Much of my work on fiscal policy is focused on educating audiences about the long-run benefits of small government and modest taxation. But what about the short-run issue of how to deal with a fiscal crisis? I have periodically weighed in on this topic, citing research from places like the European Central Bank and International Monetary Fund to show that spending restraint is the right approach.
And I’ve also highlighted the success of the Baltic nations, all of which responded to the recent crisis with genuine spending cuts (and I very much enjoyed exposing Paul Krugman’s erroneous attack on Estonia).
Today, let’s look at Cyprus. That Mediterranean nation got in trouble because of an unsustainable long-run increase in the burden of government spending. Combined with the fallout caused by an insolvent banking system, Cyprus suffered a deep crisis earlier this decade.
Unlike many other European nations, however, Cyprus decided to deal with its over-spending problem by tightening belts in the public sector rather than the private sector.
This approach has been very successful according to a report from the Associated Press.
…emerging from a three-year, multi-billion euro rescue program, Cyprus boasts one of the highest economic growth rates among the 19 eurozone countries — an annual rate of 2.7 percent in the first quarter. Finance Minister Harris Georgiades says Cyprus turned its economy around by aggressively slashing costs but also by avoiding piling on new taxes that would weigh ordinary folks down and put a serious damper on growth. “We didn’t raise taxes that would burden an already strained economy,” he told The Associated Press in an interview. “We found spending cuts that weren’t detrimental to economic activity.”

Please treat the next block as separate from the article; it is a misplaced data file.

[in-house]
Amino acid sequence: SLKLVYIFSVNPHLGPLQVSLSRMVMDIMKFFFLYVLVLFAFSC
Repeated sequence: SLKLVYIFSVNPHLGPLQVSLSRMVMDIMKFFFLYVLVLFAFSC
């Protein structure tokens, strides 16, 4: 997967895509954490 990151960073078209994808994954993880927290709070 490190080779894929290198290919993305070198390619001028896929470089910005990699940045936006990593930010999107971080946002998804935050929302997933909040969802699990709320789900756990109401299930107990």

Cutting spending and avoiding tax hike? This is catnip for Dan Mitchell!
But did Cyprus actually cut spending, and by how much?
That’s not an easy question to answer because the two main English-language data sources don’t match.
According to the IMF data, outlays were sliced to €8.1 billion in 2014, down from a peak of €8.5 in 2011. Though the IMF indicates that those numbers are preliminary. The European Commission database shows a bigger drop, with outlays of €7.0 billion in 2015 compared to €8.3 billion in 2011 (also an outlay spike in 2014, presumably because of a bank bailout).
The bottom line is that, while it’s unclear which numbers are most accurate, Cyprus has experienced a multi-year period of spending restraint. And having the burden of government grow slower than the private sector always has been and always will be the best gauge of good fiscal policy.
By contrast, there’s no evidence that tax increases are a route to fiscal probity. Indeed, the endless parade of tax hikes in Greece shows that such an approach greatly impedes economic recovery.
Though not everybody in Cyprus supports prudent policy.
Critics have accused the government of working its fiscal gymnastics on the backs of the poor — essentially chopping salaries for public sector workers. Pambis Kyritsis, head of the left-wing PEO trade union, said the government’s “neo-liberal” policies coupled with the creditors’ harsh terms have widened the chasm between the have and have-nots to huge proportions. …Georgiades turned Kyritsis argument around to reinforce his point that there shouldn’t be any let-up in the government’s reform program and fiscal discipline.
In the European context, “liberal” or “neo-liberal” means pro-market and small government (akin to “classical liberal” or “libertarian” in the United States).
Semantics aside, it will be interesting to see whether Finance Minister Georgiades is correct about maintaining spending discipline as the economy rebounds.
As the above table indicates, there are several examples of nations getting good results by limiting the growth of government spending. But there are very few examples of long-run success since very few nations have politicians with the fortitude to control outlays if the economy is growing and generating an uptick in tax revenue (which is why states like California periodically get in trouble).
In Global Tax Revolution, Chris Edwards and Daniel Mitchell chronicle tax reforms around the world in recent decades, exploring one of the most dynamic and exciting aspects of globalization international tax competition.More info →